Lawmakers target abusive driver fees


Democrats and Republicans are lining up to propose legislation to repeal the Virginia General Assemblys abusive driving fees which were passed last year as part of Virginias transportation package.

House Democratic Caucus Chair, Brian Moran, (D-46) has opposed these fees since they were first proposed. We have said all along that these fees are a Washington-style gimmick that wouldnt stand the test of time. They dont make our roads safer, they fail to generate real money for transportation, and turn our police officers in to tax collectors, said Moran. Its time for their repeal. I hope my Republican colleagues will join my efforts in opposition to these fees.

The report, that was released last week, said that the fees program could lead to 137,000 drivers license suspensions by the end of June 2008 and to 181,000 more in the next fiscal year. Alexandria Commonwealths Attorney S. Randolph Sengel also supports repealing the fees. Basically, these fees were a way of funding needed road projects without raising taxes, Sengel said. I dont think anyone would have objected if the General Assembly had simply raised all of the traffic fines by a small amount and designated those increases for transportation projects.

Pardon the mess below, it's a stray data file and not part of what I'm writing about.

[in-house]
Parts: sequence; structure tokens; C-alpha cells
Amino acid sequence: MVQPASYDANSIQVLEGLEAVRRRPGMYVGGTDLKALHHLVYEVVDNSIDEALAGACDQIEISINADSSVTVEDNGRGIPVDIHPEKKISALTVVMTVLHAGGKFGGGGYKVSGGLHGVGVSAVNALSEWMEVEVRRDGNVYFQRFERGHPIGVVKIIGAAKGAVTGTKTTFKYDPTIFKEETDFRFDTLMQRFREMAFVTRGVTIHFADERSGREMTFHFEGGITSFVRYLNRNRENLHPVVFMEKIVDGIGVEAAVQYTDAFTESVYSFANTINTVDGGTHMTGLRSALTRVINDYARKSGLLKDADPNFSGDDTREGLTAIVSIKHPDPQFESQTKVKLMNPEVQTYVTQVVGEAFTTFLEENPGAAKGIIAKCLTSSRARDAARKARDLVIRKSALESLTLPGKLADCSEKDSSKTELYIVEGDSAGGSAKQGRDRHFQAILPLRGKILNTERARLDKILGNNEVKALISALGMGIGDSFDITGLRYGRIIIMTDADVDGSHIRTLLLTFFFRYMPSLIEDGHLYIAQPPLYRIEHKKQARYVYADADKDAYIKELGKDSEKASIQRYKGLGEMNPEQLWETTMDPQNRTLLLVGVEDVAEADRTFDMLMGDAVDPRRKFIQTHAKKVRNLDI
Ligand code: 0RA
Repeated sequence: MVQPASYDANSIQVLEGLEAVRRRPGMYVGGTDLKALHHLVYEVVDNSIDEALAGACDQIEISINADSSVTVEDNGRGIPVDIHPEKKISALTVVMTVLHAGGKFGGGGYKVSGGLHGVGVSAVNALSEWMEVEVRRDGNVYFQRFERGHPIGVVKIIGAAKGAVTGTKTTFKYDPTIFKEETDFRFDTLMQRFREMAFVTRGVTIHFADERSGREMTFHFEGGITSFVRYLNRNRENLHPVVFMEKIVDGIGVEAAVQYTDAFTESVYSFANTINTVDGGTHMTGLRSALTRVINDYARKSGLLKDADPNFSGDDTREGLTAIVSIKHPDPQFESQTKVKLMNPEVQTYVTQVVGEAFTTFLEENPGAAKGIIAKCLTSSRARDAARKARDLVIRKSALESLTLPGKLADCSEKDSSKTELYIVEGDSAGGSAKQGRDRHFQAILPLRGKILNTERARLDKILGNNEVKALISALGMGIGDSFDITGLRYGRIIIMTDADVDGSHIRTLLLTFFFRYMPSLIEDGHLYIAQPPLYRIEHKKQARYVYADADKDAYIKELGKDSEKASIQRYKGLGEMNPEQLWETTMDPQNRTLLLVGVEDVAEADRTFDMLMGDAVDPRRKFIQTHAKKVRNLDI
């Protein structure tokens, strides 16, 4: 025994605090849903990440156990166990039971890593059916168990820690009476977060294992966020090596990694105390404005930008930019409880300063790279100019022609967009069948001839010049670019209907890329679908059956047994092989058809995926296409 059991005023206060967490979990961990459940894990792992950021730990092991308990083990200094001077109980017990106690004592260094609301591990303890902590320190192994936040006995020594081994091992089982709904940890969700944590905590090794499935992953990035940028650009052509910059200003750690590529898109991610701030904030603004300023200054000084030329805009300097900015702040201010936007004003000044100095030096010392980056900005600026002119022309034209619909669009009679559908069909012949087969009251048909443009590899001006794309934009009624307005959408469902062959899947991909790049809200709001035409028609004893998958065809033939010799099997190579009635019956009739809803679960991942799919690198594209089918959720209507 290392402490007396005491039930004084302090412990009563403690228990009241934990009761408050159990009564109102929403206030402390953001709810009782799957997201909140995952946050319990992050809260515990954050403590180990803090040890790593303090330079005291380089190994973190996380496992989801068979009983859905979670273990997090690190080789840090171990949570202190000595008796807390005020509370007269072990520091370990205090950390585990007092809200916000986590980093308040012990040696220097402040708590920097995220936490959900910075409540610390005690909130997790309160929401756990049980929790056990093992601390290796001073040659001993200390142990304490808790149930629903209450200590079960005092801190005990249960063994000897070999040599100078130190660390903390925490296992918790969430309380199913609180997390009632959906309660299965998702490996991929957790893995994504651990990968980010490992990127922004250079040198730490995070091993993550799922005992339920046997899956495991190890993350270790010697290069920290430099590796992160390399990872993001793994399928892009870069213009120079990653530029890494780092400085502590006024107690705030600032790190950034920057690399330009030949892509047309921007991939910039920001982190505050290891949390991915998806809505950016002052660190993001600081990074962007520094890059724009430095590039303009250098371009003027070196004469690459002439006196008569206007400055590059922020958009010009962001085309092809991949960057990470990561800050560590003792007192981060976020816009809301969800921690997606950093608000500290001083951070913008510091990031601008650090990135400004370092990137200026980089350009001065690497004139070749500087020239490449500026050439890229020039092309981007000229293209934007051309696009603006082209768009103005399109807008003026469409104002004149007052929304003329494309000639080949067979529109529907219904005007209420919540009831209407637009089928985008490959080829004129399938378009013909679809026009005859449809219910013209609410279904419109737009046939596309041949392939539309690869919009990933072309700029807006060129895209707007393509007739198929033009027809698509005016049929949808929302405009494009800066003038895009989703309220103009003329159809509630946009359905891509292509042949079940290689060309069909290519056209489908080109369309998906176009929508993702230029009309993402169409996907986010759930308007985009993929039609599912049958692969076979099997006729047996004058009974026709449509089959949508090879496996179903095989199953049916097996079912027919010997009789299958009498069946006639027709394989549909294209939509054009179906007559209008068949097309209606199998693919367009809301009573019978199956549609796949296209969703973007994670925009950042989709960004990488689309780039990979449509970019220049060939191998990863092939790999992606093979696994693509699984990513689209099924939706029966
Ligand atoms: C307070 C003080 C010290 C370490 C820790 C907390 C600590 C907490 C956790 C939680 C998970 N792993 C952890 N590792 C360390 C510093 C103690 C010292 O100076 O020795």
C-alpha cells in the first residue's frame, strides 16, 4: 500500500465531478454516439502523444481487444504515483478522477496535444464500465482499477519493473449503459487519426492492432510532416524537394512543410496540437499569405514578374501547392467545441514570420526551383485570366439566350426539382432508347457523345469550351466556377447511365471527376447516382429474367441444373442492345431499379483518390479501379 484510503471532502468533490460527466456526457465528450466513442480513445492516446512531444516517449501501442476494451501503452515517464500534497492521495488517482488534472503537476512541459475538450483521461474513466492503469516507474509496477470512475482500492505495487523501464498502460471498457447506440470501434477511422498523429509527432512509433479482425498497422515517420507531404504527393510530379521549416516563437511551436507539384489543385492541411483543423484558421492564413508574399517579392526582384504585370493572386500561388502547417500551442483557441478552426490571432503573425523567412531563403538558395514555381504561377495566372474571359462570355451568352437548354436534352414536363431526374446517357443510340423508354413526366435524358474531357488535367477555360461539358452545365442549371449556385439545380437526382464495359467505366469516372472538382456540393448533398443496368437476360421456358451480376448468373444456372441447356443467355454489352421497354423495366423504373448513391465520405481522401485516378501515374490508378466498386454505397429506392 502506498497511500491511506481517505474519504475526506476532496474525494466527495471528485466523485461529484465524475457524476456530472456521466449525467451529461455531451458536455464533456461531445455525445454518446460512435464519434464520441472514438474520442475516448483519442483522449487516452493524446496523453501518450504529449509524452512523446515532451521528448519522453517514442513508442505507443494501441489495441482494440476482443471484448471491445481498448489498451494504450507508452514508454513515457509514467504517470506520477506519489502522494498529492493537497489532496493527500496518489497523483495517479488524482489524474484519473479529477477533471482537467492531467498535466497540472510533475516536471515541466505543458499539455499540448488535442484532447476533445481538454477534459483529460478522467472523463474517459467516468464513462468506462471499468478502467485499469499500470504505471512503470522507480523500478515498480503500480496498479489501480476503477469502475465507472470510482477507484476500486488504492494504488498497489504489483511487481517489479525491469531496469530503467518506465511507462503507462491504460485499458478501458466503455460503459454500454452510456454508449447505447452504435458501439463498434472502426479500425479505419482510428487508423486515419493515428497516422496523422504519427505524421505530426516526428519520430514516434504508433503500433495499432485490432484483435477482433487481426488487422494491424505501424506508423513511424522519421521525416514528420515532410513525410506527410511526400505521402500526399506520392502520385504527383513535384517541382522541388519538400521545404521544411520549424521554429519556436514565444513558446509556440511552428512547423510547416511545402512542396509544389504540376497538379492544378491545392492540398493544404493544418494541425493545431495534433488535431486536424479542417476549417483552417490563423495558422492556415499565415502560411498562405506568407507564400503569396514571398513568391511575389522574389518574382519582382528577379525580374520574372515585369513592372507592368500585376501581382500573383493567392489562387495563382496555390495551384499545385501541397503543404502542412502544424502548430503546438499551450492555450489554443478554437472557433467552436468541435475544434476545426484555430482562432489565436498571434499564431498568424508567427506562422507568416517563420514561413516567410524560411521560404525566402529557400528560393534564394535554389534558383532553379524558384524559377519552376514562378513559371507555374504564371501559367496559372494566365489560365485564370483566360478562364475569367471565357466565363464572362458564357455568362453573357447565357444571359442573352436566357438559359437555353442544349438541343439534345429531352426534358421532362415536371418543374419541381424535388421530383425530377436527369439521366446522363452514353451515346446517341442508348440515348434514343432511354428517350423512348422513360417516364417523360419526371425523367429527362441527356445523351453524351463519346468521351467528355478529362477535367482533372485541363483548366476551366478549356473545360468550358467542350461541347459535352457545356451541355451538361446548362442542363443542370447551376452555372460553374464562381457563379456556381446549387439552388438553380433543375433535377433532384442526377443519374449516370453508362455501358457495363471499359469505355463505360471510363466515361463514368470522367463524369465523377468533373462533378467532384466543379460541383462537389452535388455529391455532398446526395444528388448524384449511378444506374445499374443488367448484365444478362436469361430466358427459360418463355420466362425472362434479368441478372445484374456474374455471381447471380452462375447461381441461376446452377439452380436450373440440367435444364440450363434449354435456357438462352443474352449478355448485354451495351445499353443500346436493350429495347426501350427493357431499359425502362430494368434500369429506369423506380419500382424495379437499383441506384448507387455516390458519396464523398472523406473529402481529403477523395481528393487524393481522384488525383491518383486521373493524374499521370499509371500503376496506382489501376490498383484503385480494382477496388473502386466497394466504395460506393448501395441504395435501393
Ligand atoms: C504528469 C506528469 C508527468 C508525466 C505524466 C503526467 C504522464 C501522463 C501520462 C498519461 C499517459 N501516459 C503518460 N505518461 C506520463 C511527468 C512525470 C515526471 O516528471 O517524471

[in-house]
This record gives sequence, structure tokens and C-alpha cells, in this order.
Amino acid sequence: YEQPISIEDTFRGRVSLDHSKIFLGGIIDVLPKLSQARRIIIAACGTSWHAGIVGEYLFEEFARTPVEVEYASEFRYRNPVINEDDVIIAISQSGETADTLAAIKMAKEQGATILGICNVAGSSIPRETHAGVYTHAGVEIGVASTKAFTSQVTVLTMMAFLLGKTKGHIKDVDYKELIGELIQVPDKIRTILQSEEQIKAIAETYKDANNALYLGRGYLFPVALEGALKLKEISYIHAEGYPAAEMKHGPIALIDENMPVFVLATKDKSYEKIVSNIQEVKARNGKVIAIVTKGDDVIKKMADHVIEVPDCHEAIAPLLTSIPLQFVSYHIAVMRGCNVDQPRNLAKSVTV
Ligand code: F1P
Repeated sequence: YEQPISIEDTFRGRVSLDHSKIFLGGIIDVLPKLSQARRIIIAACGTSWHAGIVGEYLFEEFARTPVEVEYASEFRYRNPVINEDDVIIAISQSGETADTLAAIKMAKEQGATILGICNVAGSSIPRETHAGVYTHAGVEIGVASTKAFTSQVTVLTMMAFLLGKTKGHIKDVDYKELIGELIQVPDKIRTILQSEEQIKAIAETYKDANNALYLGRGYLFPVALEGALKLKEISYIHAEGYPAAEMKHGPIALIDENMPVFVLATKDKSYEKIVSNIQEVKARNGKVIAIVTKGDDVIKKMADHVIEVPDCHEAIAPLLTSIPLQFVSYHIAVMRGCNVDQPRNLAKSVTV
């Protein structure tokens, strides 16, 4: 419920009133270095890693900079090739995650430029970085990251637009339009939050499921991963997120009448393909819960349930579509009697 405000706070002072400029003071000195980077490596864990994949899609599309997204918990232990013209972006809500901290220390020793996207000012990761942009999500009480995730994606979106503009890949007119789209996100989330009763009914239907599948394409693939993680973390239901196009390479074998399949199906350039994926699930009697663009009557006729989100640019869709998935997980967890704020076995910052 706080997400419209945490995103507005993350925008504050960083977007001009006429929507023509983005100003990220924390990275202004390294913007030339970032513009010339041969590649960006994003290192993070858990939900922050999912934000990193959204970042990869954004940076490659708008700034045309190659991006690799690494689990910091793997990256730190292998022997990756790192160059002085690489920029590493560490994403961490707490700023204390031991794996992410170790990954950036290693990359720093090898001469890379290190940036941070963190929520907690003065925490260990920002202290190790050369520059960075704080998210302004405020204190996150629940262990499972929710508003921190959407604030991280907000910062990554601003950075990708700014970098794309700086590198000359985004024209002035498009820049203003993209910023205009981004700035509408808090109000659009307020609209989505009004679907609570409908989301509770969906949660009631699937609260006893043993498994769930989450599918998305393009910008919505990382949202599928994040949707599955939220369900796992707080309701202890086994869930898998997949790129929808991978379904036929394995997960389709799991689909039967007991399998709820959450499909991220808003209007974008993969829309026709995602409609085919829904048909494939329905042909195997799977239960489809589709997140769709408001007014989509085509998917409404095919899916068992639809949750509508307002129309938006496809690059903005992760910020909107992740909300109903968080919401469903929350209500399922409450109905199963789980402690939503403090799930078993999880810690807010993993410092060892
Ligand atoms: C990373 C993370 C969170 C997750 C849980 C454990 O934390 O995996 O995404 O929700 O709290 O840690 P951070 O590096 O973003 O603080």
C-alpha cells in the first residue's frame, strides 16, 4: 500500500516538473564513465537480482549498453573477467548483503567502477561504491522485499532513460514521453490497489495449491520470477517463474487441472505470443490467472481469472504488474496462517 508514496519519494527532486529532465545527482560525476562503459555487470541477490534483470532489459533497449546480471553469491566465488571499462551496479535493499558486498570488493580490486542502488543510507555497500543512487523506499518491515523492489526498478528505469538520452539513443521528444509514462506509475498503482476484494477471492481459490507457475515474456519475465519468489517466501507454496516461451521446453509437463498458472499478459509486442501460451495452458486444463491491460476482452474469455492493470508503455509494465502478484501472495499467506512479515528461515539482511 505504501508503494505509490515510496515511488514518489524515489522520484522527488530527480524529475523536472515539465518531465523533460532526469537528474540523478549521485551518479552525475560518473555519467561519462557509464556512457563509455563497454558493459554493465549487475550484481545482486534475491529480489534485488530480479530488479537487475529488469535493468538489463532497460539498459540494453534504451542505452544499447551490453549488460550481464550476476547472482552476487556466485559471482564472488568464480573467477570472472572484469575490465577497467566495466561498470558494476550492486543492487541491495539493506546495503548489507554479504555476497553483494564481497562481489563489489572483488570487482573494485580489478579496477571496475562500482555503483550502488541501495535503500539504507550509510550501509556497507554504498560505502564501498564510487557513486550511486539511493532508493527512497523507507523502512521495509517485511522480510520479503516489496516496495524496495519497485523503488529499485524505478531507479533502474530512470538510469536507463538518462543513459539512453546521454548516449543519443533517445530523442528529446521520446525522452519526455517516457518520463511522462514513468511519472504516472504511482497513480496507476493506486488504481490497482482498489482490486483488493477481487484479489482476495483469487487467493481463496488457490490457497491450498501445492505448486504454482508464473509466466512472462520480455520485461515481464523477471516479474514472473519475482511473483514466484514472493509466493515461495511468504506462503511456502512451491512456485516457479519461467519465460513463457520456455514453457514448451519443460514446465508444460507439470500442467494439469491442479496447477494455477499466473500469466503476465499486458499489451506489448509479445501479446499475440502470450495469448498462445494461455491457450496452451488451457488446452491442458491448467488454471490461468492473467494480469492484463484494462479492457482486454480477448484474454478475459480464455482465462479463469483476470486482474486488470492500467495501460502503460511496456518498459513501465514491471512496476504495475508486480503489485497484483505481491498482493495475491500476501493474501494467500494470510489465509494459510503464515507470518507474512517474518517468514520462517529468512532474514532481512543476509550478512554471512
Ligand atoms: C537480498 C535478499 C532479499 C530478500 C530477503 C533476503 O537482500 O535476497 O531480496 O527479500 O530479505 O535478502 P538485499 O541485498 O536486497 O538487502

The way they did it, however, made no sense at all. First of all, it can only be a deterrent if drivers are aware of the fines. Until shortly before July 1, most prosecutors werent even aware that they were going to take affect so how they expected the average driver to know is beyond me.

The other issue is that most people who are going to commit criminal activities arent deterred by laws. They simply dont think they are going to get caught, Sengel said.

Fines under the abusive driver fees are now as high as $3,000 for drunk driving and a similar amount for reckless driving. The fines are also only imposed on offenders from the state of Virginia and not out-of-state drivers, making some challenge the constitutionality of the fines in court. The General Assembly begins the 2008 legislative session in January and is almost certain to repeal the abusive driver fees.